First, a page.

Osteoarthritis, commonly known as wear-and-tear arthritis, is a condition in which the natural cushioning between joints, called cartilage wears away. When this happens, the bones of the joints have less space and shock absorption so will rub more closely against one another. The friction between the bones results in pain, swelling, stiffness, decreased ability to move and, sometimes, the formation of bone spurs.
Osteoarthritis is the most common type of arthritis. While it can occur even in young people, the chance of developing osteoarthritis rises after age 45, as our ability to heal from injury decreases.
Almost everyone will eventually develop some degree of osteoarthritis. However, several factors increase the risk of developing significant arthritis at an earlier age.
Weight. Weight increases pressure on all the joints, especially the knees. Every pound of weight you gain adds 3 to 4 pounds of extra weight on your knees.
Heredity. This includes genetic mutations that might make a person more likely to develop osteoarthritis of the knee. It may also be due to inherited abnormalities in the shape of the bones that surround the knee joint.
Gender. Women ages 55 and older are more likely than men to develop osteoarthritis of the knee.
Repetitive stress injuries. These are usually a result of the type of job or hobbies a person has. People with certain occupations that include a lot of activity that can stress the joint, such as kneeling, squatting, or lifting are more likely to develop osteoarthritis of the knee because of the constant pressure on the joint.
Sports. Certain sports may be at higher risk for developing osteoarthritis of the knee. That means athletes should take precautions to avoid injury. However, it’s important to note that regular moderate exercise strengthens joints and can decrease the risk of osteoarthritis. In fact, weak muscles around the knee can lead to osteoarthritis.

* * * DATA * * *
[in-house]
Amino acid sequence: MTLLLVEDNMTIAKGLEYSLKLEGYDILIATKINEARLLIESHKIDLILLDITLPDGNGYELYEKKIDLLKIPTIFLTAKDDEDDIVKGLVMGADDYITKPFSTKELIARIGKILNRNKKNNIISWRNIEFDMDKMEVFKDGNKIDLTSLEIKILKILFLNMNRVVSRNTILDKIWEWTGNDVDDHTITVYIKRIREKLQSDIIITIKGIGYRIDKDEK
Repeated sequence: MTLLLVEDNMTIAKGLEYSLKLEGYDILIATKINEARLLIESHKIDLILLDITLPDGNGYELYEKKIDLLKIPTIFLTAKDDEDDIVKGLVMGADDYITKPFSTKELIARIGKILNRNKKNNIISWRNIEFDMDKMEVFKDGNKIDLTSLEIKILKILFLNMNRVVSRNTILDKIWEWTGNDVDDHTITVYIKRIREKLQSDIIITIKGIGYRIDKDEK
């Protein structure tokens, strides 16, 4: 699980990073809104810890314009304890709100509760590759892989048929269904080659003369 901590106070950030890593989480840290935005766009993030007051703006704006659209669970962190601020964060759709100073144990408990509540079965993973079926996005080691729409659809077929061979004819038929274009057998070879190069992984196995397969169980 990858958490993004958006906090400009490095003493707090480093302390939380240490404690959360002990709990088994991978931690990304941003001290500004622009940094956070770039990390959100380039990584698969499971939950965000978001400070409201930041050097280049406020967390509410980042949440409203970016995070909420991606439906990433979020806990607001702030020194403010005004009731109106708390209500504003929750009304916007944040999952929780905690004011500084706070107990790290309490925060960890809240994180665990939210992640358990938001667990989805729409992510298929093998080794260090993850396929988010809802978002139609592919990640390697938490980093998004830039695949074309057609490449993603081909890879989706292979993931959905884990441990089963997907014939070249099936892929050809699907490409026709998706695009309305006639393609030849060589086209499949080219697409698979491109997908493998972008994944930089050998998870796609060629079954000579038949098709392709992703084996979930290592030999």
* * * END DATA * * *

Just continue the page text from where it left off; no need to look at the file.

Other illnesses. People with rheumatoid arthritis, the second most common type of arthritis, are also more likely to develop osteoarthritis. People with certain metabolic disorders, high insulin, high glucose, high inflammatory markers, iron overload or excess growth hormone, also run a higher risk of osteoarthritis.
Our diet. What we eat can also contribute to osteoarthritis. If we are eating the Standard American Diet, including breads, cereals, pasta, seed oils, and too much sugar we are creating more inflammation in our joints and adding gasoline on the osteoarthritis fire.
Symptoms of osteoarthritis of the knee may include: pain that increases when you are active, but gets a little better with rest, swelling, feeling of warmth in the joint, stiffness in the knee, especially in the morning or when you have been sitting for a while, decrease in mobility of the knee, making it difficult to get in and out of chairs or cars, use the stairs, or walk, creaking, and crackly sound that is heard when the knee moves.
The primary goals when treating osteoarthritis of the knee are to relieve the pain, improve joint motion and return mobility and activities. The treatment plan will typically include a combination of the following:
Call our office to find out which therapy would be right for you 386-320-0325
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